This assumption has proved to be wrong. Many micro satellite buses have been developed in Europe. And the available micro and small launch vehicles (Dnepr; Strela; Rockot) are no longer available / politically unattractive.
As example I would point out the QB-50 (40 2U and 10 3U cubesat) program with still is awaiting for launch. Most of them will be deployed via Nanoracks ISS deployment. But also two Dnepr launches are planned for this year, the question is if they will launch.

In 2012 I thought a lot of rocket development was ended because the FLPP program was cut back (no High Trust Engine development). I could not have been more wrong! Technology development shifted from ESA to the EU;  Framework Program (FP-6; FP-7) and Horizon 2020 programs. CORDIS space.
European Chamical Agency (ECHA) has put in force REACH regulations. They have a list of chemicals that have to be replaced by more environmental friendly alternatives by 2018. At least Hydrazine is on there since 2009, and I think also AP (ammonium perchlorade) is on this list. Replacement technologies are developed by Horizon2020 programs.
If i'm not mistaken the LMP-103S and 106S green ADN mono-propellants were developed by a Framework Program project. The first launcher technologies will be flight tested this year (Nammo Nucleus), other technologies will be integrated in Vega C and Ariane 6. Currently there are at least two orbital micro launcher projects running for the Horizon 2020 program.
« Last Edit: 10/02/2017 09:53 PM by Rik ISS-fan »

Offline Rik ISS-fan

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Re: Arianespace's new "micro launcher"
« Reply #3 on: 04/08/2016 11:40 AM »
I envision a european orbital launch family with six or seven different capabilities.
Ariane 5; 64: >12mT SSO; >6mT MEO (galileo); 11mT GTO (-1500m/s)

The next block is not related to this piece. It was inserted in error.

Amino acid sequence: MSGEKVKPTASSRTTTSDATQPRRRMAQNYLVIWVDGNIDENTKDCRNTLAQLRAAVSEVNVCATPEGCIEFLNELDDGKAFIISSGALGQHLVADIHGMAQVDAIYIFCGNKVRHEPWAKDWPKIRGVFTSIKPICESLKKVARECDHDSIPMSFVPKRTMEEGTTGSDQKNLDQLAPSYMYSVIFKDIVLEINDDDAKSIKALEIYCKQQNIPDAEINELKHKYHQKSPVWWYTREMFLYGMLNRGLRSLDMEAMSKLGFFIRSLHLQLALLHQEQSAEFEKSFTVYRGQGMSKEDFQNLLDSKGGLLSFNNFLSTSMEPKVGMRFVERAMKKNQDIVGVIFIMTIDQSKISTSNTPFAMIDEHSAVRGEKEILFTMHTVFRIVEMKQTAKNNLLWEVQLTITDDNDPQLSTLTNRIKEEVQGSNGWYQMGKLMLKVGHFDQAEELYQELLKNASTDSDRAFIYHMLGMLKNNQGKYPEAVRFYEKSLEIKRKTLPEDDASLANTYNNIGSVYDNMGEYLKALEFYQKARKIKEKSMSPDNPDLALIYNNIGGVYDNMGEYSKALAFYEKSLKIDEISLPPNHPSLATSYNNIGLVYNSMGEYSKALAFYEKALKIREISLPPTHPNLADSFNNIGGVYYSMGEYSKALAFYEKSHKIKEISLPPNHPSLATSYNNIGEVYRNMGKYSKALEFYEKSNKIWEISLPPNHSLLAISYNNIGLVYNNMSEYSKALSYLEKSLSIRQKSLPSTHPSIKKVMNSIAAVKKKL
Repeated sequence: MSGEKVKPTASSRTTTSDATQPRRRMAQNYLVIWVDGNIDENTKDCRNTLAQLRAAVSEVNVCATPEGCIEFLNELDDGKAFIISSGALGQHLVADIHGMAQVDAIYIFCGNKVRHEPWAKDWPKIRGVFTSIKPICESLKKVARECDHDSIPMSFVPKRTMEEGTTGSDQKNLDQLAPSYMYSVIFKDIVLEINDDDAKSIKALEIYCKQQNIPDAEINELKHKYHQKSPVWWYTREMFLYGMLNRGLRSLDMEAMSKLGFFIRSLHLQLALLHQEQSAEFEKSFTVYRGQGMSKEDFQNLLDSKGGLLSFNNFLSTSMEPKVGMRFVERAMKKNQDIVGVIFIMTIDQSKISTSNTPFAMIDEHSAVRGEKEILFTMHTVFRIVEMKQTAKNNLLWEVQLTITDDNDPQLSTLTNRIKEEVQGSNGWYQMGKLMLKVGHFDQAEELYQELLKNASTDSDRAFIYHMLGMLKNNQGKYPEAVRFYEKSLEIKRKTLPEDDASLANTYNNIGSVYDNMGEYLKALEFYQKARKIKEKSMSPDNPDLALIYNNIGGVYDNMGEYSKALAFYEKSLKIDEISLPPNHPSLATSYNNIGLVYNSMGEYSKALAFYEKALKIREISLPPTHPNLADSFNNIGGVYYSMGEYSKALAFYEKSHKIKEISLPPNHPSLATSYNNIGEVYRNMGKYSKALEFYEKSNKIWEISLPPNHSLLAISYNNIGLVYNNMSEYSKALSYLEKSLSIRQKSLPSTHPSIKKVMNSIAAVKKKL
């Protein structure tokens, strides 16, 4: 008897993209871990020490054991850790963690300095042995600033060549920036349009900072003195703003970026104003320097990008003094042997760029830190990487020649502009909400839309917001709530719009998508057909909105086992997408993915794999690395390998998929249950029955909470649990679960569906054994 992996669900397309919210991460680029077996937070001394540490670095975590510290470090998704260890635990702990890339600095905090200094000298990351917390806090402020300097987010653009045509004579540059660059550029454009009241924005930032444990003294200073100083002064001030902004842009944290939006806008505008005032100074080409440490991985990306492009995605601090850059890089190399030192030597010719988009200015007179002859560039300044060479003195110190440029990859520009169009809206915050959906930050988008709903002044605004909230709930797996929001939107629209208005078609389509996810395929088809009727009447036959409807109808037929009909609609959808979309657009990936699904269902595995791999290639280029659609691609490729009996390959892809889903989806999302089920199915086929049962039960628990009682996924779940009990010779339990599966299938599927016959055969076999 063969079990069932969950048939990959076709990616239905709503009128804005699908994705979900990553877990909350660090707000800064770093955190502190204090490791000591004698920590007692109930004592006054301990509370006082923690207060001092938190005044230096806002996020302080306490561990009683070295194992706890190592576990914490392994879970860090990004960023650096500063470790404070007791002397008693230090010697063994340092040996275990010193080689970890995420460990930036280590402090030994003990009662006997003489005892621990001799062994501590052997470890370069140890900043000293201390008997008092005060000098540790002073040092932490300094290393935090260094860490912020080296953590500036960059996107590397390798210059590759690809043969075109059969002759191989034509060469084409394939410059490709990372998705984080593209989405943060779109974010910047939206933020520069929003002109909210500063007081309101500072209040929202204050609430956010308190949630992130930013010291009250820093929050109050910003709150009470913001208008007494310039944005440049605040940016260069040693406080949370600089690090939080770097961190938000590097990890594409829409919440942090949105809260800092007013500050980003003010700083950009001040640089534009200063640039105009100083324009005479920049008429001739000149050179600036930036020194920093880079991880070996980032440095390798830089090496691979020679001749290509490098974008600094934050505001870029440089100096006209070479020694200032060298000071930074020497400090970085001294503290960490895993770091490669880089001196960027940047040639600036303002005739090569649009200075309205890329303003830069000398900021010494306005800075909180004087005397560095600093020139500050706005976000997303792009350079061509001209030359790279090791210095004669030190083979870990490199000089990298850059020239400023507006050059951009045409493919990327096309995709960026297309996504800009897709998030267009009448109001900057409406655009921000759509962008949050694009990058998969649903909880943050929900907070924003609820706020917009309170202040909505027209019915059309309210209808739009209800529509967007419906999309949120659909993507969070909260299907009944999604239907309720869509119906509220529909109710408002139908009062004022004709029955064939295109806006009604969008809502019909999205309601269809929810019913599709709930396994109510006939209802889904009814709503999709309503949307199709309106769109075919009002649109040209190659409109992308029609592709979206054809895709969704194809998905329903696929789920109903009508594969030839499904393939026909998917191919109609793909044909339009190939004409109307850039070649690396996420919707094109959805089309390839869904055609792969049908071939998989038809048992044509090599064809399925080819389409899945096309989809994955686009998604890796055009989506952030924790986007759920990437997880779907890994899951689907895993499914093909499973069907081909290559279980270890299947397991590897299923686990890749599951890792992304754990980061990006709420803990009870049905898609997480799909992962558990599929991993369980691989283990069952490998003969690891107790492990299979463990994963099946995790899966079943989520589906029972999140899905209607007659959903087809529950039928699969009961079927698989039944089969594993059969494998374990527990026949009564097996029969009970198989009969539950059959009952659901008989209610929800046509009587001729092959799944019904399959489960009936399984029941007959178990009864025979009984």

Ariane 62:     5,8mT SSO; 3mT MEO; 5,6mT GTO
Vega C/E; Soyuz: 2-4mT SSO; 1-2mT MEO; 1-3mT GTO
Vega / Vega-: ~1,5mT SSO
Mini LV:        500kg SSO
Micro LV:      200kg SSO
Nano LV:      <50kg SSO

And also multiple sounding rockets, that use stages from the mini, micro and nano launch vehicles.
« Last Edit: 04/08/2016 12:20 PM by Rik ISS-fan »

Offline Rik ISS-fan

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Re: Arianespace's new "micro launcher"
« Reply #4 on: 04/08/2016 01:35 PM »
When I'm already posting so much lets continue. (Sorry Kraisee, and others)

The Horizon2020 project Altair reached the news a half a year ago.
A couple of weeks ago I came across this document NLR Smile. This corresponds to this Horizon 2020 project. And this webpage is build for it, but should not have surfaced jet (like with HorizonSAS page)

Than there was a SpaceUK meting back in februari, some of the presentations surfaced.
Airbus UK 200kg SSO launcher; QinetiQ Launch Services; Leuchars Airport; UK Spaceport - Outer Hebrides
Those most likely shouldn't have surfaced as well, I'm sorry I like to share these things.
I'm expecting a micro launcher program under EU or ESA funding that will be decided at the ESA Ministerial conference 2016.

I also expect ESA to develop a system like BlueOrigin New Shaperd. It was past of Aldebaran; OrbSpace Infinity (Nano). I think this is what SMILE is looking at. Nammo and PLDspace are involved, and it might be that their plan has been changed because of pressure form DLR (MoBaRa). (NLR and DLR have very close ties).

I don't know if DLR wants VLM launched from Europe, because if I'm not mistaken it uses AP. At Esrange hydrazine (and derivatives) are banned, and I expect that from 2020 this will also be the case at CSG.
There are currently two operational sounding rocket launch sites in Europe: Esrange (SSC; Sweden) and Andoya(ASC; Norway). Besides this there are five rocket ranges: QinetiQ MOD Hebrides (UK; South Uist); CEDEA INTA (Spain); CEL (Landes) & CEM (Le Levant) (France) and Salto di Quirra (CIRA/ASI; Italy).
There are plans for orbital launches from: SSC; ASC; QinetiQ and possibly CEDEA. Also HorizonSAS wants to launch from a floating platform.

At CSG there are three launch sides out of use. ELC-2 is known (Ariane 4 launch site). What is un known is that there is also a sounding rocket facility and the former Diamant launch site that was also used for the first launches of Ariane 1. All facilities are on this interactive site (from CNES).
Will one of these two facilities be refurbished so they could be used by Micro Launch vehicles and Sounding rockets.